PH: Those aspects of programs – clarity / stability /performance – are more interlinked than people might think and can all be caught with the extended program check and code inspector. As an example, I was given a problem whereby a batch job that ran every five minutes took five minutes (300 seconds) to run. I got that down to ten seconds and it was not even very difficult. First, rename all the obscure variable names so you can tell what the program is supposed to be doing – that’s clarity. Then run the automated checks for stability and performance. In this case, the twin problems were using standard tables when SORTED or HASHED tables would have been much better, and the program was doing database reads in a loop as opposed to getting the data all at once. That scenario was so easy to fix and afterwards the runtime was ten seconds.
SF: In your e-book Migrating Custom Code to SAP S/4HANA, you highlight “starting with a code analysis to identify unused custom code, underperforming SQL queries, and non-robust code.” How have you used this approach in pilot programs to test drive development, enable scalability, and deploy automated testing?
PH: I cannot stress enough the importance of automated unit tests. Traditionally in ABAP programming when you fix something you break something else, so you are constantly runningaround in circles. It does not have to be that way.
There is no point in sugar-coating this – it is neither fun nor easy to transition to a test-driven development mentality. It seems like such a waste of time initially, but once the light bulb goes on your entire world view will change and you will be ten times the programmer you were before.
As for unused code – SAP gives you great tools, but it is easy to spot unused code. If someone is not complaining about a program, that means the program is not being used, because no-one is every happy with anything. My advice is that every time you have to make a change to an existing program (which proves it is being used) run the extended program check and the code inspector (with the open source add-ins like Open ABAP Checks and the Code Pal) and fix every single one of the errors and warnings. Some people think that’s a waste of time as well, amazingly fixing such problems is even considered dangerous, and then the people who laugh at doing such a silly thing wonder why they spend 90% of their day debugging instead of making things better.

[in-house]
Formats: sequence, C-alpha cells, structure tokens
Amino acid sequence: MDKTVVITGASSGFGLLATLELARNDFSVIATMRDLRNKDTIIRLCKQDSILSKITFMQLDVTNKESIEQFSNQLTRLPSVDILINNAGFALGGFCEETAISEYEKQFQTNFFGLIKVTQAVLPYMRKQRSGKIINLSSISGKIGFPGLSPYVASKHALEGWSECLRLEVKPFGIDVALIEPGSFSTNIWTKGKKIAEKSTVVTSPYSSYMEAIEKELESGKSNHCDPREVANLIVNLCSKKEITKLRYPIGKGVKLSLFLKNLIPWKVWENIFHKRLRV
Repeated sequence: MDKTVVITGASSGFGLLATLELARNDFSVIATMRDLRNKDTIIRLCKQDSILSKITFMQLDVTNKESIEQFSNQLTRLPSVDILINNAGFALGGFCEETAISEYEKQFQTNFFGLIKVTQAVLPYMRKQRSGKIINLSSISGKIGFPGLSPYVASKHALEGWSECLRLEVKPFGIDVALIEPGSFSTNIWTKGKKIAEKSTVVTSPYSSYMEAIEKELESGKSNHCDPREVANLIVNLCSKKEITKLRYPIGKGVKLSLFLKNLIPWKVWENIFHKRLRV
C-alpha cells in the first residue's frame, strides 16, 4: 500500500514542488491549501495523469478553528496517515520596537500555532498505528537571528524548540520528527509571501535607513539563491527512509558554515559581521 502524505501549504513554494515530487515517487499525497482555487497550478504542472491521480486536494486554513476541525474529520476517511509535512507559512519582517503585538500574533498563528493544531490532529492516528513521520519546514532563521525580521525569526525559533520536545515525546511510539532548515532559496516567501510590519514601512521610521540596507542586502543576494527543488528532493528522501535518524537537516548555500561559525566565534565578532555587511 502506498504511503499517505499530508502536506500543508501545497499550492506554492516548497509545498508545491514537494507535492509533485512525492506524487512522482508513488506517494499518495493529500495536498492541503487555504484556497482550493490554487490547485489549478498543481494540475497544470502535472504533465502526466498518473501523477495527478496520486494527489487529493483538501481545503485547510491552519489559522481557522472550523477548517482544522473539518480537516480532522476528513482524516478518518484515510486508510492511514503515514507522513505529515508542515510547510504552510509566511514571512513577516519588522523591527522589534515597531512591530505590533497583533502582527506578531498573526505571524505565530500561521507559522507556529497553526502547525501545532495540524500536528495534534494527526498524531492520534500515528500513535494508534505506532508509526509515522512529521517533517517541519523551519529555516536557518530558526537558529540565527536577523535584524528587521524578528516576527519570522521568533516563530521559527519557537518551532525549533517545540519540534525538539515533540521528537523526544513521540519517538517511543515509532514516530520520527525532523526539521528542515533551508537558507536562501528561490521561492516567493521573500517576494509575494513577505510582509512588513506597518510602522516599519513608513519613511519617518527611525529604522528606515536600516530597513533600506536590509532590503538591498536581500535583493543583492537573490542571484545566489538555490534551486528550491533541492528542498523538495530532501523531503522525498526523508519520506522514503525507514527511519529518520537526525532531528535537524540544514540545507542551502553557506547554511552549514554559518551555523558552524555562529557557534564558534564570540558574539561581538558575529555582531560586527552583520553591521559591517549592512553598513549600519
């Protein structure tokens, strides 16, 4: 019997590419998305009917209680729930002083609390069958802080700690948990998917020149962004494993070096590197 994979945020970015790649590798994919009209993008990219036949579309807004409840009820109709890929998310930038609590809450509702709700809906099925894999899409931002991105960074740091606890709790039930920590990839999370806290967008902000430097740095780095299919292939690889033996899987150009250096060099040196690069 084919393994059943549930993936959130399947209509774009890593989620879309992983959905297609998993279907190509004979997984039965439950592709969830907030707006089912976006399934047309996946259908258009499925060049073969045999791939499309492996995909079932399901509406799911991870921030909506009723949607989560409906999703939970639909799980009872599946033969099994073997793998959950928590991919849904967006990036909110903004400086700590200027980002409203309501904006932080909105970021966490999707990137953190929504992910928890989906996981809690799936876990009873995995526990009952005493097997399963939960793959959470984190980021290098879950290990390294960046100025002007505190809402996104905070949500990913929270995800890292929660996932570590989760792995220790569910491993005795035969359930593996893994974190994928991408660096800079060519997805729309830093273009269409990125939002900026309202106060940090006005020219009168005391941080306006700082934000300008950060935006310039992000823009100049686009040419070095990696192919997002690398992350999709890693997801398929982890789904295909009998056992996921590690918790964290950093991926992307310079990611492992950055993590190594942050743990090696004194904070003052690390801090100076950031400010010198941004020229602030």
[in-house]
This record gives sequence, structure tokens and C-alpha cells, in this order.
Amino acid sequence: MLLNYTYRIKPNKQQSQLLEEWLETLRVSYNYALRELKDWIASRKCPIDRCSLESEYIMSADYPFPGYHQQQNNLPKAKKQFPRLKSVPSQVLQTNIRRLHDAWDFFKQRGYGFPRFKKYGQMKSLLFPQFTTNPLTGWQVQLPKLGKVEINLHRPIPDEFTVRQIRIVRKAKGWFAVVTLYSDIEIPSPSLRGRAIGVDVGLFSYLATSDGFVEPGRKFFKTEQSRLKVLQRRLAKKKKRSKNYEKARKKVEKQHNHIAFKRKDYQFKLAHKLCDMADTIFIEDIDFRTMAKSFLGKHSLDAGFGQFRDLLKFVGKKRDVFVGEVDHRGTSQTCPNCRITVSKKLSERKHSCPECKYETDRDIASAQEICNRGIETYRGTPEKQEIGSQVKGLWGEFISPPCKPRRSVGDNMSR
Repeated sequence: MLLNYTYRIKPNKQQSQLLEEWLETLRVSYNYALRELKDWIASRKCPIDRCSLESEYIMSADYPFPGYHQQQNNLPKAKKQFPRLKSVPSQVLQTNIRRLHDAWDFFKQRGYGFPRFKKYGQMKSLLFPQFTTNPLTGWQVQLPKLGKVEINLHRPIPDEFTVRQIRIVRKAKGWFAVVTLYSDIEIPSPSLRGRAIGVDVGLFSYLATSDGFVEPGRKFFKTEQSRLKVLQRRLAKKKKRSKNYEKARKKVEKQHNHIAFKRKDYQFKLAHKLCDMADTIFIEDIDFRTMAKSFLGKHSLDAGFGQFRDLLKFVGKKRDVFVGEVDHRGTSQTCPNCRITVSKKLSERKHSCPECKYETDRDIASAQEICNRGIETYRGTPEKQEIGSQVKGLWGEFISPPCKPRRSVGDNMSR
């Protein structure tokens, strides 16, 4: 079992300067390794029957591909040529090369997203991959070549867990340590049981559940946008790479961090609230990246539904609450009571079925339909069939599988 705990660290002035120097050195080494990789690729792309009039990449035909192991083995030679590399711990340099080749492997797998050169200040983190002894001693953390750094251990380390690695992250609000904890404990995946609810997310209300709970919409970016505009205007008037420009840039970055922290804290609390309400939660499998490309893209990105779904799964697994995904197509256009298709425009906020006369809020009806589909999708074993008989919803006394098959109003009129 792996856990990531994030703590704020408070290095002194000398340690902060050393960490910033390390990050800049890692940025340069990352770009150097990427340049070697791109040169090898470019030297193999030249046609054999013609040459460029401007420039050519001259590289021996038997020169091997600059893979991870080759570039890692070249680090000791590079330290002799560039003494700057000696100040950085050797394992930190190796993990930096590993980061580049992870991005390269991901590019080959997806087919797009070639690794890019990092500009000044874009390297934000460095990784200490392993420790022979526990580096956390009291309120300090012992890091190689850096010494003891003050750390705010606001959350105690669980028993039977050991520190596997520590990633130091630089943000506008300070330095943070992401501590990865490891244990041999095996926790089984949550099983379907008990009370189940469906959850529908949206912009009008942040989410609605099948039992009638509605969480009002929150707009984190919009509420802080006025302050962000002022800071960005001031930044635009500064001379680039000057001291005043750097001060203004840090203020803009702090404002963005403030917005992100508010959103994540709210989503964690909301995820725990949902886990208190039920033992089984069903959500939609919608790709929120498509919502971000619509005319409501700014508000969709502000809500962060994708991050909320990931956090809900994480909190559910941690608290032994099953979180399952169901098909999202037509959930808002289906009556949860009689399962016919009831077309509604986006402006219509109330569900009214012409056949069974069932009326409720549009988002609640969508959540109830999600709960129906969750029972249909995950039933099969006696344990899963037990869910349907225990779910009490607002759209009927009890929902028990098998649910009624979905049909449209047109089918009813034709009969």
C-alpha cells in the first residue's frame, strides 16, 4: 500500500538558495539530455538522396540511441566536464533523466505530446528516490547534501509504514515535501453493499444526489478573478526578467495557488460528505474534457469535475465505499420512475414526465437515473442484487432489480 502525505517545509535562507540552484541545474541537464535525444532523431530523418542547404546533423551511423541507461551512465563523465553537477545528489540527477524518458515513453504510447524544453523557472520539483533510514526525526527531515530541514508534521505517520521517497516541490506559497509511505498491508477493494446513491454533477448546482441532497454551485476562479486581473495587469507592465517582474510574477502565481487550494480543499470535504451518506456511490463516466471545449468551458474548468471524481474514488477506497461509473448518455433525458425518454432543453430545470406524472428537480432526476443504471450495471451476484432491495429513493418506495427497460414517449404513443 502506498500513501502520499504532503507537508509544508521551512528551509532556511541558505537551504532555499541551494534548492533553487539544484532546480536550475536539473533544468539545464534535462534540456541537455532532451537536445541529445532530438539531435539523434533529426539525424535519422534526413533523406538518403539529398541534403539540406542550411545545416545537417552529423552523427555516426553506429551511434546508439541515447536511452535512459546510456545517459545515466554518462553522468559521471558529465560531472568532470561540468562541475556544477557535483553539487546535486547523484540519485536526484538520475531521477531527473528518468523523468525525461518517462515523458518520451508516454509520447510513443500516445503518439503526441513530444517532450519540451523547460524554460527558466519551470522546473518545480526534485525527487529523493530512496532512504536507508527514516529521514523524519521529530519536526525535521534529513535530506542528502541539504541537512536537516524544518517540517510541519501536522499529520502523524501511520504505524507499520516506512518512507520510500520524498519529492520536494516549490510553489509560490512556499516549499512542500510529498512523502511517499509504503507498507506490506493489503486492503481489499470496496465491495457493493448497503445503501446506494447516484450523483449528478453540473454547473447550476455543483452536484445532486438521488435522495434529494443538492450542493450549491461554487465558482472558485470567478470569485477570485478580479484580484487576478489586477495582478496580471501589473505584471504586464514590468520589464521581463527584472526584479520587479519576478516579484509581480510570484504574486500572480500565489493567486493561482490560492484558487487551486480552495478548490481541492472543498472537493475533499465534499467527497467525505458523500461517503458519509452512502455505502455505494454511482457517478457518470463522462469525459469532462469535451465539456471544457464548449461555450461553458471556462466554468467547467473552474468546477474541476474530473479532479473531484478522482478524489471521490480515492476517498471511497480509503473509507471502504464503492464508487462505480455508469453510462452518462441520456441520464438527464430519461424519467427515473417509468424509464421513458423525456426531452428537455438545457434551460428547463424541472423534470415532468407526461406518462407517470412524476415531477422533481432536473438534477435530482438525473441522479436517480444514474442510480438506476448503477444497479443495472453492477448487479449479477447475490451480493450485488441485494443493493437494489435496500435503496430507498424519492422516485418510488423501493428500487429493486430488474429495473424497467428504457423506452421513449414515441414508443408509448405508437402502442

SF: From your experience, how does the ABAP RESTful application programming model enable new concepts, guidelines, and tools which encourage new programming models for ABAP development? At a high level, how do you see this model helping developers to efficiently build enterprise SAP Fiori and other apps on SAP BTP, ABAP environment?
PH: In the movie “Sleeping with the Enemy” someone asks Julia Roberts “Are you all right?” to which she responds, “I’m going to be.”
The RAP is like that – it is not quite there yet in my opinion at least, but it will be soon, and when it is perfected this is going to be a sea change. You have everything people liked about “old school” ABAP screen logic in DYNPRO programs (CHAINS and the like) but now in an MVC framework in a modern OO web-based environment. Lots of things that were implicit are now explicit. It will make programs easier to create and much more importantly easier to understand and thus maintain.
SF: What advice would you give to students and recent graduates who are looking to enter the job field as a developer, or change their career journey as you did from accounting and economics to development?
PH: You can easily tell if you want to be a developer. A functional analyst once asked me if she should change to programming. I showed her a telephone directory sized document which explained the mathematics of concrete mix design. I said if the idea of turning that into a giant computer program fills you with joy then programming is for you. She decided that it wasn’t for her, but a few years later I had that exact task and I loved it.
My advice to young people just starting out in IT is a “secret sauce” which is not so secret. It’s simply this – take a little time each week outside of work to learn new things. If you spend even half an hour each week, you will be half an hour up on all the people who just play computer games or watch Netflix in their spare time. The most successful consultant I know only spends four days a week working and the fifth day learning. As a result, he is so far ahead of everyone else he can charge so much more than his competition that the day a week not working more than pays for itself.